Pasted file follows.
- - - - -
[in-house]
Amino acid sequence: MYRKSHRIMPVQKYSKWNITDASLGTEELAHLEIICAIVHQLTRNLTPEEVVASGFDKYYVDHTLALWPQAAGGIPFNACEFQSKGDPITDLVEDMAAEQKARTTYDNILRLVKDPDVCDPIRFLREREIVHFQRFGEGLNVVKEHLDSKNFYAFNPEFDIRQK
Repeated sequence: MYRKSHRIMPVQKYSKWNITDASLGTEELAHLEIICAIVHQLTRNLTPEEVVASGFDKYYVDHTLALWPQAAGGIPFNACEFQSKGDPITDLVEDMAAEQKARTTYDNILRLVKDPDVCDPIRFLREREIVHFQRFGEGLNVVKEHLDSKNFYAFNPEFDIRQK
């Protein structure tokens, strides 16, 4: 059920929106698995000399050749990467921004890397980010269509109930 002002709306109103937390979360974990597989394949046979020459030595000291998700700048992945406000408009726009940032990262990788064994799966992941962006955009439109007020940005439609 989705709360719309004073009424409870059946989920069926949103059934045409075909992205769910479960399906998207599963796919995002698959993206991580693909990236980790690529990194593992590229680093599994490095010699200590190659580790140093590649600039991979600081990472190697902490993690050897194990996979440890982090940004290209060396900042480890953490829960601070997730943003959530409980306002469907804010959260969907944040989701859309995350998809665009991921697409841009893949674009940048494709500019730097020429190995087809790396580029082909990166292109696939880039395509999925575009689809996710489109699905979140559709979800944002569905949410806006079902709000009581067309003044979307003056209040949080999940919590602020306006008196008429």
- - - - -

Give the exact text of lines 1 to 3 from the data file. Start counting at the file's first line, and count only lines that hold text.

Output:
[in-house]
Amino acid sequence: MYRKSHRIMPVQKYSKWNITDASLGTEELAHLEIICAIVHQLTRNLTPEEVVASGFDKYYVDHTLALWPQAAGGIPFNACEFQSKGDPITDLVEDMAAEQKARTTYDNILRLVKDPDVCDPIRFLREREIVHFQRFGEGLNVVKEHLDSKNFYAFNPEFDIRQK
Repeated sequence: MYRKSHRIMPVQKYSKWNITDASLGTEELAHLEIICAIVHQLTRNLTPEEVVASGFDKYYVDHTLALWPQAAGGIPFNACEFQSKGDPITDLVEDMAAEQKARTTYDNILRLVKDPDVCDPIRFLREREIVHFQRFGEGLNVVKEHLDSKNFYAFNPEFDIRQK